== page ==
This issue begins with our 2000 Student Essay Award winner’s article on “The Advancement of Religion in the Age of Fundamental Human Rights”. Kathryn Bromley, who recently graduated from the Faculty of Law, University of Toronto, addressed the question through a reconsideration of the facts and issues in the leading Commonwealth authority on the definition of charity, Pemsel v. Commissioners of Income Tax. Ms Bromley offers a close and detailed analysis of the Charter implications of the third head of charity set out in Pemsel.
Our second article by Wolfe Goodman surveys a number of elements of the treatment of private foundations in the Income Tax Act and makes a strong case for the amendment of these provisions. As Dr. Goodman notes, the Act discriminates against private foundations in a number of ways. In particular, he cites the regime governing gifts of appreciated marketable securities which is not available for gifts to private foundations, the postponement of the tax credit where gifts of shares or private debt of a private company are donated to the donor’s private foundation, and the problem that certain foundations have meeting the 4.5 per cent disbursement quota when income returns are low.
In “Dancing the Intricate Tango: Charities and Donors Take the Floor”, Shamin Lalani uses the recent resolution of the long-time controversy surrounding the McMichael Canadian Collection to discuss the general challenges associated with donors retaining control over the destination and use of their gifts.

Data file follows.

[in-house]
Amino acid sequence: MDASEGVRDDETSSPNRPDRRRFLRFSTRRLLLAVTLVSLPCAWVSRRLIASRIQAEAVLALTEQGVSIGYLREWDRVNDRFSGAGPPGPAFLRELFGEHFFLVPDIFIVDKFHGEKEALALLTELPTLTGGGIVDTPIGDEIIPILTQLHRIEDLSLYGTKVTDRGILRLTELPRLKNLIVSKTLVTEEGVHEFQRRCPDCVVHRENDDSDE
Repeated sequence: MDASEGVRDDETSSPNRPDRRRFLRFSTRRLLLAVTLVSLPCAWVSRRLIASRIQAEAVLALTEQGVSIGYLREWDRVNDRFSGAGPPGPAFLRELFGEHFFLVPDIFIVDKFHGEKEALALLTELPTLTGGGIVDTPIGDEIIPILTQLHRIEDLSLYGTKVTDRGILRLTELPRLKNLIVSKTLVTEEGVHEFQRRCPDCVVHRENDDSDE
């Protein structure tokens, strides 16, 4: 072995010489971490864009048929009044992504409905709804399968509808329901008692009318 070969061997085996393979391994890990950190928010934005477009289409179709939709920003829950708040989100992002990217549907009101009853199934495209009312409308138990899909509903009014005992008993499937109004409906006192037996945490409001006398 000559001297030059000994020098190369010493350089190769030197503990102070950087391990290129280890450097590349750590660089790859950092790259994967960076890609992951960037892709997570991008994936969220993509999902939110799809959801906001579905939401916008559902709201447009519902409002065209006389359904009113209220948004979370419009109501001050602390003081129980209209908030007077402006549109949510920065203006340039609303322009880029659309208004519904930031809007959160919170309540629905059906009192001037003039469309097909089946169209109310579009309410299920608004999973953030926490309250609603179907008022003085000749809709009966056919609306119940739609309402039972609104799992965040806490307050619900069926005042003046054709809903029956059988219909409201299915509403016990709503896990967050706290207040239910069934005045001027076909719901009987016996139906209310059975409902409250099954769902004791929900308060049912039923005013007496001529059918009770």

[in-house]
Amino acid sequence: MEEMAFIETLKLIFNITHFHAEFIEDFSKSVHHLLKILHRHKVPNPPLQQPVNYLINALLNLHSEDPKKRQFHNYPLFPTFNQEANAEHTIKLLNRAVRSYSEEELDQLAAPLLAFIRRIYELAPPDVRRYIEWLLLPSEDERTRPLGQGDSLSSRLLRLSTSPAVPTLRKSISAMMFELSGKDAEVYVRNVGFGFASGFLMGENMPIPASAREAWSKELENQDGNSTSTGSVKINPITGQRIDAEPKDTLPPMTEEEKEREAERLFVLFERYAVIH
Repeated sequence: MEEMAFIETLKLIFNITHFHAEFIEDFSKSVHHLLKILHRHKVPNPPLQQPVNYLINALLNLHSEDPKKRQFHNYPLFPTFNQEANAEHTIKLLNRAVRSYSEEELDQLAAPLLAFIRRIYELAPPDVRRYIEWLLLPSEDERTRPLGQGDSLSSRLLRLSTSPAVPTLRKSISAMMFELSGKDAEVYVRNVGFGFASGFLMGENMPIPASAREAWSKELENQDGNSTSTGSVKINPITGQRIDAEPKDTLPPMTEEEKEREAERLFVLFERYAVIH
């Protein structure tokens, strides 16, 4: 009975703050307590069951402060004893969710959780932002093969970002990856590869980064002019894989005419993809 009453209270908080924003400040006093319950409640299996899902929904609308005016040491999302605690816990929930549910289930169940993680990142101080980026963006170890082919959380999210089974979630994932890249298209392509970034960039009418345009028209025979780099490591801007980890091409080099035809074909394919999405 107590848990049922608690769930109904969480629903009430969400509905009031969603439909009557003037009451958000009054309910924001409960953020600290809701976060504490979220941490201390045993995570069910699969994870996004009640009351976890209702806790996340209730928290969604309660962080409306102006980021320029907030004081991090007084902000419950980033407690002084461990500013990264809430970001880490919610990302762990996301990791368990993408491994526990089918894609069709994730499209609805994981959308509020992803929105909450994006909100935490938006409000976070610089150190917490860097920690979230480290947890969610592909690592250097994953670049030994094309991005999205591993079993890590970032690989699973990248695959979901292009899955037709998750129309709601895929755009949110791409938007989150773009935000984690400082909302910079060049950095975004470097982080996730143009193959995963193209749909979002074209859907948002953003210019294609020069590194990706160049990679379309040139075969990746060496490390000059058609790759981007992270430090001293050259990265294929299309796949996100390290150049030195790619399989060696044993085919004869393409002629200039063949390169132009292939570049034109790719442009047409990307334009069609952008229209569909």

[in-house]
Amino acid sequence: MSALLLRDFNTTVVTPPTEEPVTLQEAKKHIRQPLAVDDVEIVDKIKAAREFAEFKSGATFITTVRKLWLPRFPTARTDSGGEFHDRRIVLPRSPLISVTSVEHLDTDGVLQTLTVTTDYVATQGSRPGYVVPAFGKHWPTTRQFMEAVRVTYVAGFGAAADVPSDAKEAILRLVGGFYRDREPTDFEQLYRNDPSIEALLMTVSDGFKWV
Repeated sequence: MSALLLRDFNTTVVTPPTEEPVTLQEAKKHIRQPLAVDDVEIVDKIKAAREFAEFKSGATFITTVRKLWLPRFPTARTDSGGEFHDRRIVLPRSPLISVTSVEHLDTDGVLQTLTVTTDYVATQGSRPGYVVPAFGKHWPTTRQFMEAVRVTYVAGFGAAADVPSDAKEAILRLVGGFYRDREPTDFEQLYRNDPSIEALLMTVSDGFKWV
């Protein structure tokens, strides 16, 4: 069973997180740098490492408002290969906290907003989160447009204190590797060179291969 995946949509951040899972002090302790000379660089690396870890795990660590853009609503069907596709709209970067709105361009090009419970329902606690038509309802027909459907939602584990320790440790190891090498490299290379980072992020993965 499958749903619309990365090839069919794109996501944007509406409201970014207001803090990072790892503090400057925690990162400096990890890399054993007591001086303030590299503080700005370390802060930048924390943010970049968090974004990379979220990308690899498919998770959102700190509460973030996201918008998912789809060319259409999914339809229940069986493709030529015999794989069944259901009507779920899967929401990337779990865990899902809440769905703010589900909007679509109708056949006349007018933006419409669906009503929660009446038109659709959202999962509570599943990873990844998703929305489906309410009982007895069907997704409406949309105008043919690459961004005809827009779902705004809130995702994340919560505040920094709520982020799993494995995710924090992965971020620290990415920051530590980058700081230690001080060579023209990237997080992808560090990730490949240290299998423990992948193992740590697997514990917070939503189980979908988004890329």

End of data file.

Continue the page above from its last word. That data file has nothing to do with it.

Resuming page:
All United Ways and their supporters will want to give consideration to the simplified framework for evaluating the performance of United Ways offered by Professors James Cutt and Victor Murray of the University of Victoria in “An Approach to a Balanced Scorecard for United Way Organizations”.
In “Recent Tax Developments” I discuss a recent issue that has arisen in the context of gifts from one foundation to another. The Income Tax Act was designed to facilitate such transfers on a tax-neutral basis but, unfortunately, the provisions that were designed to facilitate such transfers do not, when read closely, achieve this aim, or so says the CCRA. Their interpretation presents problems in a number of situations since such transfers are quite common. All practitioners have cause for concern.
This issue’s “Bookshelf’ offers a generally positive review of Leaders Who Make a Difference: Textbook and Inspiration by Burt Nanus and Stephen M. Dobbs. The reviewer is Susan Lawson, vice-chair of the “Broadbent Report’s” Joint Table on Awareness, and Claudia Willetts MLS, our meticulous indexer, rounds out the issue with the Index to The Philanthropist, Volume 15.
Finally, with this issue we say a reluctant farewell to Professor James Phillips of the University of Toronto’s Faculty of Law. Since joining our Editorial Board and his first appearance in Volume IX, Number 3, we have all benefitted from Jim’s impressive legal talents and his admirable clarity of style. His valuable counsel will be much missed but we look forward to his continued, if less frequent, appearance in our pages.